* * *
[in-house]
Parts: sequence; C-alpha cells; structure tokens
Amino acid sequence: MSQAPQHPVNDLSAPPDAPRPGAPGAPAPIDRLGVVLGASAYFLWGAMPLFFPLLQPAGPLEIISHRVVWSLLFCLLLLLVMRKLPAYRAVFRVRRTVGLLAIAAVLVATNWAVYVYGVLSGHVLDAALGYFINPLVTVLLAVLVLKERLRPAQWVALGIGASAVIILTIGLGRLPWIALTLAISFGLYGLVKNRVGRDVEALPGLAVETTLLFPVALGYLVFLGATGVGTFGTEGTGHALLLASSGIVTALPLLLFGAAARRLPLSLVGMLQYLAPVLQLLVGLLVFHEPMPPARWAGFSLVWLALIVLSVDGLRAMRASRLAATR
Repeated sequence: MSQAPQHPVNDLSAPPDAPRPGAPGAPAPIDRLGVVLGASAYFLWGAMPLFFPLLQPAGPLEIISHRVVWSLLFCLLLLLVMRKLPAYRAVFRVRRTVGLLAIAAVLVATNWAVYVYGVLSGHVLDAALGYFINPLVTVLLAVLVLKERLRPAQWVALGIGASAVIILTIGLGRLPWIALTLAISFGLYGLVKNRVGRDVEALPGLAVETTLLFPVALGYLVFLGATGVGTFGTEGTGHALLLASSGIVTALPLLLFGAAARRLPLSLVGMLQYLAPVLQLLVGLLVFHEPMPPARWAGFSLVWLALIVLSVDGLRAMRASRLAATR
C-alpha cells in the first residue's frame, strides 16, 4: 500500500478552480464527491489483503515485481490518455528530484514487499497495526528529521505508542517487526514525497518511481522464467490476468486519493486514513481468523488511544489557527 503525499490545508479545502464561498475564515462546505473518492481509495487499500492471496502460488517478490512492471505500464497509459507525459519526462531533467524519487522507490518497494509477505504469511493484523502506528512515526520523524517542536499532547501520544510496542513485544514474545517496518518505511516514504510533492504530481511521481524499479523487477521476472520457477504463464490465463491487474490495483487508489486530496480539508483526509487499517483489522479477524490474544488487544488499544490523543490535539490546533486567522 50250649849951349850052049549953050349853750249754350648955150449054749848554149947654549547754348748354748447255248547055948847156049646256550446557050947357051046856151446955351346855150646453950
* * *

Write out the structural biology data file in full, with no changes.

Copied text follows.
[in-house]
Parts: sequence; C-alpha cells; structure tokens
Amino acid sequence: MSQAPQHPVNDLSAPPDAPRPGAPGAPAPIDRLGVVLGASAYFLWGAMPLFFPLLQPAGPLEIISHRVVWSLLFCLLLLLVMRKLPAYRAVFRVRRTVGLLAIAAVLVATNWAVYVYGVLSGHVLDAALGYFINPLVTVLLAVLVLKERLRPAQWVALGIGASAVIILTIGLGRLPWIALTLAISFGLYGLVKNRVGRDVEALPGLAVETTLLFPVALGYLVFLGATGVGTFGTEGTGHALLLASSGIVTALPLLLFGAAARRLPLSLVGMLQYLAPVLQLLVGLLVFHEPMPPARWAGFSLVWLALIVLSVDGLRAMRASRLAATR
Repeated sequence: MSQAPQHPVNDLSAPPDAPRPGAPGAPAPIDRLGVVLGASAYFLWGAMPLFFPLLQPAGPLEIISHRVVWSLLFCLLLLLVMRKLPAYRAVFRVRRTVGLLAIAAVLVATNWAVYVYGVLSGHVLDAALGYFINPLVTVLLAVLVLKERLRPAQWVALGIGASAVIILTIGLGRLPWIALTLAISFGLYGLVKNRVGRDVEALPGLAVETTLLFPVALGYLVFLGATGVGTFGTEGTGHALLLASSGIVTALPLLLFGAAARRLPLSLVGMLQYLAPVLQLLVGLLVFHEPMPPARWAGFSLVWLALIVLSVDGLRAMRASRLAATR
C-alpha cells in the first residue's frame, strides 16, 4: 500500500478552480464527491489483503515485481490518455528530484514487499497495526528529521505508542517487526514525497518511481522464467490476468486519493486514513481468523488511544489557527 503525499490545508479545502464561498475564515462546505473518492481509495487499500492471496502460488517478490512492471505500464497509459507525459519526462531533467524519487522507490518497494509477505504469511493484523502506528512515526520523524517542536499532547501520544510496542513485544514474545517496518518505511516514504510533492504530481511521481524499479523487477521476472520457477504463464490465463491487474490495483487508489486530496480539508483526509487499517483489522479477524490474544488487544488499544490523543490535539490546533486567522 50250649849951349850052049549953050349853750249754350648955150449054749848554149947654549547754348748354748447255248547055948847156049646256550446557050947357051046856151446955351346855150646453950